"Their mayor ten foot long great white shark has attacked and killed a sixty year old surfer this morning off the coast of northern New South Wales state in Australia several people tried to help the man they fought off the shark brought him to shore the man that is he was given first aid for serious injuries to his left leg but he died on the
"south wales" Discussed on KQED Radio
"In New South Wales state she said she and some of her animals escape from a wild fire by a river boat the area we wish sheltering was on fire then we could save the property thirty from the front and we already knew what was around the back and the sides and if we didn't have that revolves I'm not even sure we've been yeah Australian officials say the wild fires have killed hundreds of millions of birds and other animals you're listening to NPR news from Washington Porter Rico remains under a state of emergency following a series of earthquakes over the past several days one person has been killed and several others have been injured buildings have collapsed and most of the island still does not have power back because of the power outages governor one of Moscow's warns that at least three hundred thousand Porter Rican customers do not have drinking water preliminary data show that U. S. greenhouse gas emissions fell in twenty nineteen thanks to a drop in the power sector Wyoming public radio is Cooper McCann reports emissions are down two point one percent several major coal producers filed for bankruptcy last year including two in Wyoming the largest coal producing states analysts Trevor Hauser says the drop in coal consumption was the biggest factor in reducing emissions by levels increased in other areas and it buildings transportation and industry we've yet to see the development low carbon technologies at sufficient scale to lead to large scale reduction in emissions Hauser co authored the report for rhodium group an independent research provider he says at this rate the US is not on pace to meet the goals set forth in several international climate agreements for NPR news I'm Cooper macam the National Weather Service has growing confidence a large winter storm will hit the east coast by Friday the services that may include tornadoes and hail from Texas through other parts of the south and flooding in the Ohio and Tennessee valleys some states that are farther north we'll get wintry precipitation I'm korva Coleman NPR news support for NPR comes from NPR stations.
"south wales" Discussed on KYW Newsradio 1060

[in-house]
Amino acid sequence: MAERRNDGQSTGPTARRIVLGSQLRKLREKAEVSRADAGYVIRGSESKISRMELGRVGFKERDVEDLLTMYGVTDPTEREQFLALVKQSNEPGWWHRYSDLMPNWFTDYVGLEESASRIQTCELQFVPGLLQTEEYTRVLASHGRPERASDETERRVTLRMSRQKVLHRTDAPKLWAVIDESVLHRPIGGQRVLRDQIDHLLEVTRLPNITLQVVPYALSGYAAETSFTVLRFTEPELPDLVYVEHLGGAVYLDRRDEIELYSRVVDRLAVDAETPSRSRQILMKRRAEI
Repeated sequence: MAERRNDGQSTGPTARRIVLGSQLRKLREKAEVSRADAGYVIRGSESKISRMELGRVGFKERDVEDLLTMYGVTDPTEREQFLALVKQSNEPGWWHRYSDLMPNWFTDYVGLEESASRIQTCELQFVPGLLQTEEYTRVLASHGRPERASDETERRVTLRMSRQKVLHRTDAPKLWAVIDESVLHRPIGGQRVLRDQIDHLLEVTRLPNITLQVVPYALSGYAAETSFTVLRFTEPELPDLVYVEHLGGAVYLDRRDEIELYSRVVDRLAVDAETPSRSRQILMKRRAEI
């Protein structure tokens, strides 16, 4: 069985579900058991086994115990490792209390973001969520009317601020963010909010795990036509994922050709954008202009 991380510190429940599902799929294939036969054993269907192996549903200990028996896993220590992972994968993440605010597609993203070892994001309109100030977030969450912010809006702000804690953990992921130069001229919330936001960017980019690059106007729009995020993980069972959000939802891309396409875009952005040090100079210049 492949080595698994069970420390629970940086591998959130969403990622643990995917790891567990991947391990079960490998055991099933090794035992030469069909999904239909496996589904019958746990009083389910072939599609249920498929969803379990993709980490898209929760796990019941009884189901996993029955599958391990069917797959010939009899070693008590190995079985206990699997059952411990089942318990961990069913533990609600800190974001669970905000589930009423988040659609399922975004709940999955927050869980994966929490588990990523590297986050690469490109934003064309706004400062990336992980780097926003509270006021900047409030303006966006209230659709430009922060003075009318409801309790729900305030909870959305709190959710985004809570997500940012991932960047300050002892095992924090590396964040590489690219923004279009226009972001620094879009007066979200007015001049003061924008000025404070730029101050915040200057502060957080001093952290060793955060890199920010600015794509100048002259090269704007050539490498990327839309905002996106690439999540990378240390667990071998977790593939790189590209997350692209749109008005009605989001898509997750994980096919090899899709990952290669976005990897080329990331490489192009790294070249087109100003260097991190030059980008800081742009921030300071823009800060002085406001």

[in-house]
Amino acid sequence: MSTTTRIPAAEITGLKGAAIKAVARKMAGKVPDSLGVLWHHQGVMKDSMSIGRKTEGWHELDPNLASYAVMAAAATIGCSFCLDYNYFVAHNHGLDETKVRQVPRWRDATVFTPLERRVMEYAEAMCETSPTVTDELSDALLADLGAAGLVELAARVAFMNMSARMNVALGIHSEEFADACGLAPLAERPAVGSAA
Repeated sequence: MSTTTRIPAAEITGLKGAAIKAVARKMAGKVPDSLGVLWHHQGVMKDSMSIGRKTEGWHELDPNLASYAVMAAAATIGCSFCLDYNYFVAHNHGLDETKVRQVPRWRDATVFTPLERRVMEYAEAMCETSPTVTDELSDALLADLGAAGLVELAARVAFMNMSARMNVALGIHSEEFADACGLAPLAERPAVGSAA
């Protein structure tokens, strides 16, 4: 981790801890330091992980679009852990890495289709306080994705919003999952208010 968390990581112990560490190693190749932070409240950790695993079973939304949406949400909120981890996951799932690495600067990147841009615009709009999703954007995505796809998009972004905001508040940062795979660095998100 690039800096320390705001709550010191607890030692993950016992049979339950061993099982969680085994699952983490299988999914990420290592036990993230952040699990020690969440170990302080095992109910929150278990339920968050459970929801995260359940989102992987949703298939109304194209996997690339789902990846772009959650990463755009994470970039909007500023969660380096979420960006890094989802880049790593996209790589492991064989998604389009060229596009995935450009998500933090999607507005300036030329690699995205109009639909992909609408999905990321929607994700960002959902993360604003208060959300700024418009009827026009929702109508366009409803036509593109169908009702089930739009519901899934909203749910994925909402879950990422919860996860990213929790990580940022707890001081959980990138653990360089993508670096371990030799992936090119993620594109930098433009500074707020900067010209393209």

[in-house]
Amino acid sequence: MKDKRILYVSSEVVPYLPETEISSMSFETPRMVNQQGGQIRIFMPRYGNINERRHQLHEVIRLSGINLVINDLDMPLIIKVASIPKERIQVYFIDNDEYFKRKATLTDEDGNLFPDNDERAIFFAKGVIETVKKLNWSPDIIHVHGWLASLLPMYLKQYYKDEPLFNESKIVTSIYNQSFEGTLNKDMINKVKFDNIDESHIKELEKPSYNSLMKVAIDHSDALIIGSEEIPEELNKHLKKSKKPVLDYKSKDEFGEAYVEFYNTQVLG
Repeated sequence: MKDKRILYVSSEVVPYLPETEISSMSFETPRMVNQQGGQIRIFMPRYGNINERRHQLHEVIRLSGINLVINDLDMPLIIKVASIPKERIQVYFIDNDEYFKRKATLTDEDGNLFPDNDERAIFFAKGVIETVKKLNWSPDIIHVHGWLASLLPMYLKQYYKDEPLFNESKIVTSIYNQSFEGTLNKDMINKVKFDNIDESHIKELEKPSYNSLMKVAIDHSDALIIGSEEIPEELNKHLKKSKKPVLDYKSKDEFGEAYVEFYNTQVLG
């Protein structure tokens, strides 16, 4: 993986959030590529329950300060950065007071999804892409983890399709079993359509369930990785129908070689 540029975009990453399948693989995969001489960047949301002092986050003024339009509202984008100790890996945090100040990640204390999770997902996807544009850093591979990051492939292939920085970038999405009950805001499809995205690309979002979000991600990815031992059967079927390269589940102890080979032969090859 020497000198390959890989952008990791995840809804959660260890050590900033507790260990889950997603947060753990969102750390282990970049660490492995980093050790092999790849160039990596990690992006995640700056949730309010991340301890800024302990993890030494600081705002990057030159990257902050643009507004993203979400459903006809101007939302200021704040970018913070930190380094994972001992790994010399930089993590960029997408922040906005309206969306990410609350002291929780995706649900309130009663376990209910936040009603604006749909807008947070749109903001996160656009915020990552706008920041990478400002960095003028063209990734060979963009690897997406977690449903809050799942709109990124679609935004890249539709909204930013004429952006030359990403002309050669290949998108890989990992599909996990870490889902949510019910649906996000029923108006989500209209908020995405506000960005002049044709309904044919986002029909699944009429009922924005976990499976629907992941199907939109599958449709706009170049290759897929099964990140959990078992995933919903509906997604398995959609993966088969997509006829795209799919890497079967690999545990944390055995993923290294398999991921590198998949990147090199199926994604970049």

"New South Wales and much of their habitat is destroyed and recapping our top story students return to the Franklin learning center today after the school was closed due to a spastic that's all ahead in the next fifteen minutes good morning I'm Suzanne Monaghan Dan Mike at the other staff a Philadelphia man who was set free in twenty seventeen after serving twenty four years behind bars for a murder he didn't commit we'll get millions from the city to settle his civil rights claims as he would leave me the affairs reporter Terry Greg explains in a story you heard first on KYW news radio the man was a victim of rogue detectives son Thomas was twenty when he was sentenced to life behind bars for nineteen ninety murder in spite of evidence he was that the U. study center when it happened he and his brother were implicated in the crime by a dubious I witness charm with that furry and twenty seventeen and his brother were later exonerated and we sued alleging that to retire house I detected by we would show on civil rights attorney Jim for gore ski and the innocence project represent a shiny Seth now retired Philadelphia police detective Martin doubling the Palmer row investigated the case that are now linked to at least one other wrongful convictions parking investigation we are corrupted caps and just wonder creek creek await ever from a poor neighborhood shine says he's angry but also grateful that the city will pay him four point one million to use the money to build the life of me the rest of my life well as I will want to do the things that I have missed out on when I was young city confirm the settlement but a spokesman declined to give further comment Greg cable news radio wildfires in Australia are being blamed for the deaths of at least seventeen people and a state of emergency has been declared in the state of New South Wales prime minister Scott Morrison is important as we work through those evacuations that people continue to remind hi shift and remind come in to follow instructions the fires have burned close to fifteen million acres to put that in context that's fifty nine times bigger than the area burned by wildfires in California and all of twenty nineteen this man lives in New South Wales and says the fire is moving quickly we could say it coming and then it was jumping from house to house plants and a nice house is by just exploded into flames Australia's famous for its precious wildlife but the Australian government is reporting one third of quality in New South Wales have been killed and much of their habitat is destroyed one eighteen now the siege of the U. S. embassy in Baghdad is over but the tense standoff between Washington and Tehran continues with the Iraqi government but smack in the middle your CBS news correspondent candy McCormick this attack on the embassy made a lot of headlines but it's part of a much bigger picture what some are calling a shadow war between the US and Iran the US has been long concerned about these Iranian backed militias in Iraq there were some mysterious attacks against their weapons depots then came counter attacks on bases housing American troops the militias are technically under the control of the government in Baghdad but some are now stationed in the green zone and these malicious supporters were allowed easy access and the Iraqi government itself is on shaky ground protesters for months I've been calling for its downfall partly because of the Ronnie and influence no one was killed in the attack the block violence came as Iran and its allies across the region face unprecedented mass protests now the medical reported sponsored exclusively by independence Blue Cross years medical editor Dr Brian McDonough you may have noticed that your physician doesn't spend as much time looking at you is he or she might have in the past or maybe it's a little less time listening to your lungs are asking about stress at home there's no excuse for a lack of attention but this may be the result of a growing problem of the mis use of computer technology at their best electronic medical record platforms can enhance communication by bringing lab or diagnostic results to a physician's finger tips.